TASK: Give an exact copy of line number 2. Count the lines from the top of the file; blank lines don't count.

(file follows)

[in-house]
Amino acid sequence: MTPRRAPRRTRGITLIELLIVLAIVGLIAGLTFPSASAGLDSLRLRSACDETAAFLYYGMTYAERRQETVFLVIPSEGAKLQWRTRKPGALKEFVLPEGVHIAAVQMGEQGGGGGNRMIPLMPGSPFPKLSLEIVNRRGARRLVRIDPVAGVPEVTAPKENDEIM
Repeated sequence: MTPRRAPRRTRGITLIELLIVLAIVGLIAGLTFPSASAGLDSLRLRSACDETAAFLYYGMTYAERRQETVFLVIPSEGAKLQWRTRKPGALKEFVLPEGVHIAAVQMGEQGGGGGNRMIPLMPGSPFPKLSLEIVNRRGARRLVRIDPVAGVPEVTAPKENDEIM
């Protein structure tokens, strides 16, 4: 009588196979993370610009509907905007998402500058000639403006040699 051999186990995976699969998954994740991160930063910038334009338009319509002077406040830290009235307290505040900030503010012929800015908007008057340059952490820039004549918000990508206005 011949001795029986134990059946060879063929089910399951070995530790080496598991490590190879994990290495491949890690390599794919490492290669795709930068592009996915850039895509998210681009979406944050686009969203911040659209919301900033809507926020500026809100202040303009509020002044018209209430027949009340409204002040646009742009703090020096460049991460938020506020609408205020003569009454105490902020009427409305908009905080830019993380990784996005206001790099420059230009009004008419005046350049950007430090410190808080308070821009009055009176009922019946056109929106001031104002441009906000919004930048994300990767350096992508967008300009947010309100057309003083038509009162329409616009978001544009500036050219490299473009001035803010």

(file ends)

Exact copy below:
Amino acid sequence: MTPRRAPRRTRGITLIELLIVLAIVGLIAGLTFPSASAGLDSLRLRSACDETAAFLYYGMTYAERRQETVFLVIPSEGAKLQWRTRKPGALKEFVLPEGVHIAAVQMGEQGGGGGNRMIPLMPGSPFPKLSLEIVNRRGARRLVRIDPVAGVPEVTAPKENDEIM